Review: A History of Southland College: The Society of Friends and Black Education in Arkansas
Thomas C. Kennedy. A History of Southland College: The Society of Friends and Black Education in Arkansas. Fayetteville: The University of Arkansas Press, 2009. 424 pp. ISBN: 978-1-55-728916-2.
In the immediate aftermath of the Civil War, members of the Society of Friends (or Quakers), reflecting their century-long campaign to end slavery and racial oppression in the United States, mobilized to aid and educate the freedpeople of the southern states. Historians have documented East Coast Friends’ short-lived efforts in Virginia and South Carolina, but they have paid little attention to Midwest Friends’ much lengthier endeavors in Arkansas. Beginning in 1863 and continuing for over sixty years, Indiana Quakers sponsored and supported the black college of Southland. Thomas Kennedy’s A History of Southland College offers an exhaustive account of Friends’ long struggle to sustain the school and improve race relations in post-Civil War Arkansas, but the wealth of detail in the narrative often overwhelms the story’s significance.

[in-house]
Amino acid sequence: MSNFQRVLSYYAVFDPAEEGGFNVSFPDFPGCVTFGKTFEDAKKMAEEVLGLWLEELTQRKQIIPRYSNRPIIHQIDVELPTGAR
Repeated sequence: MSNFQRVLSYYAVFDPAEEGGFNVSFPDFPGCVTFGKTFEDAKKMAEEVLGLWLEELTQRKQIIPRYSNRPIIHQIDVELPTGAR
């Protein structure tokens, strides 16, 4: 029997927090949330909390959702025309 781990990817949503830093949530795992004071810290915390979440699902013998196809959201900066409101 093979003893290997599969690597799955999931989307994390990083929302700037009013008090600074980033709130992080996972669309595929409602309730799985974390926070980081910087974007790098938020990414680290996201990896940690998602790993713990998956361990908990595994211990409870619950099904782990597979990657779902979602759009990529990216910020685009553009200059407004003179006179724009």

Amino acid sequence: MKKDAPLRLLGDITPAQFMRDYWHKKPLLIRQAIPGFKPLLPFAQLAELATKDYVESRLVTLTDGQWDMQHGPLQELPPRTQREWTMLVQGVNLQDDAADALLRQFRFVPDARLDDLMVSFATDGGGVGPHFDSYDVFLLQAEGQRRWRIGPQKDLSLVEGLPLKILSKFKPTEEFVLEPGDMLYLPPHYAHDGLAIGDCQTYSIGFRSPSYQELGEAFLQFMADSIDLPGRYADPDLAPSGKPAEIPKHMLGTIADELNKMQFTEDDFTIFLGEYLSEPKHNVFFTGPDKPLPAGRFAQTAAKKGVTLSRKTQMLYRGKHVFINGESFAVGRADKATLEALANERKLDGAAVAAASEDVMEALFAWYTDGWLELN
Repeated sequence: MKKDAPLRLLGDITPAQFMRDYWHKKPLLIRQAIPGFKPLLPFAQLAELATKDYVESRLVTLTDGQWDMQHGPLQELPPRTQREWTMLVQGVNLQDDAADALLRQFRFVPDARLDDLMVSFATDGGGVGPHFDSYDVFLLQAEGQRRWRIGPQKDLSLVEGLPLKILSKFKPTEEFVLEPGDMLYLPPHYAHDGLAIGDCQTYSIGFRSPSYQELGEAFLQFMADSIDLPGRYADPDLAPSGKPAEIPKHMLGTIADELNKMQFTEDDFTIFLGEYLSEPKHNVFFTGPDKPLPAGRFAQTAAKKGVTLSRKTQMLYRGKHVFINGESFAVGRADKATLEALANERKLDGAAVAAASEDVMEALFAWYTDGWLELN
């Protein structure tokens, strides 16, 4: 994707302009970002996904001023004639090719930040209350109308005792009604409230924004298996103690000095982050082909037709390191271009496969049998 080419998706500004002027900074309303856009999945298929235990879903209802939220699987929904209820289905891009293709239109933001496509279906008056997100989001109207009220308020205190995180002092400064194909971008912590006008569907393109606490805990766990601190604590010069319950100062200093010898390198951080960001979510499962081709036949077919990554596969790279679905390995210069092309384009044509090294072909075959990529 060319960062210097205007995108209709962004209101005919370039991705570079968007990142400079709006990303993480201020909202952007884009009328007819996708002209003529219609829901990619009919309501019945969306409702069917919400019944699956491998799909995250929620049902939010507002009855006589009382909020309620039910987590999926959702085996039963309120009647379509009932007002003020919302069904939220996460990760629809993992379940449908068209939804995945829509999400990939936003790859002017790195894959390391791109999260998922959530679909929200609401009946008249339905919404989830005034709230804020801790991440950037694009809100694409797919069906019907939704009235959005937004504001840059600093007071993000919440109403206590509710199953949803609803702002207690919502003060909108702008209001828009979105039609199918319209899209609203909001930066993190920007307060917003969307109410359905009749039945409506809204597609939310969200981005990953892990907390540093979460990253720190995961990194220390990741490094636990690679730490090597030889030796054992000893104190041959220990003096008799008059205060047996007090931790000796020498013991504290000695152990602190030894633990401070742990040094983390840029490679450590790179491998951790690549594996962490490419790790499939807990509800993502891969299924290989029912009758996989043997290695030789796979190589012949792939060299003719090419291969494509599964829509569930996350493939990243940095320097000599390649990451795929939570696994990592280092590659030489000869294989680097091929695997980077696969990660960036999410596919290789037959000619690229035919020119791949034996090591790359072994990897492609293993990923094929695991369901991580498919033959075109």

Kennedy emphasizes the sharp cultural, economic, and social differences between Wayne County, Indiana, the prosperous heartland of Midwest Quakerism, and Phillips County, Arkansas, located in the Mississippi Delta and devastated by war, the end of slavery, and the postwar decline of the cotton economy. Kennedy argues that Indiana Friends, who first arrived in the county seat of Helena in October 1863, came unprepared for “the always-alien and sometimes-hostile” (18) Arkansas environment, and they never completely bridged the racial, cultural, and social divide between themselves and local African Americans. Still, Friends sponsored by the Indiana Yearly Meeting arrived with high aspirations: give “physical aid” to the ex-slaves and encourage their “moral uplift” by teaching the Quaker religion and establishing schools (20). By April 1864, Calvin and Alida Clark spearheaded Friends’ efforts in the area, running a black orphanage and school in Helena. In May 1866, with the aid of black Union troops, they moved the school into the countryside to escape the river town’s hostile and morally suspect atmosphere. In its early years, Southland benefited from the presence of the Freedmen’s Bureau, the Republican-dominated Arkansas legislature, and Indiana Friends’ early postwar enthusiasm for the cause of the freedpeople. During the Clarks’ tenure—which ended in 1886—the school averaged over two hundred students per year (though the numbers fluctuated widely) and graduated a large number of black teachers who settled throughout the South. The Clarks’ promotion of the Quaker faith among the local black community proved equally impressive. By 1880, the Southland Monthly Meeting had nearly four hundred members, all but four of whom were African American, and it enjoyed the leadership of black preachers.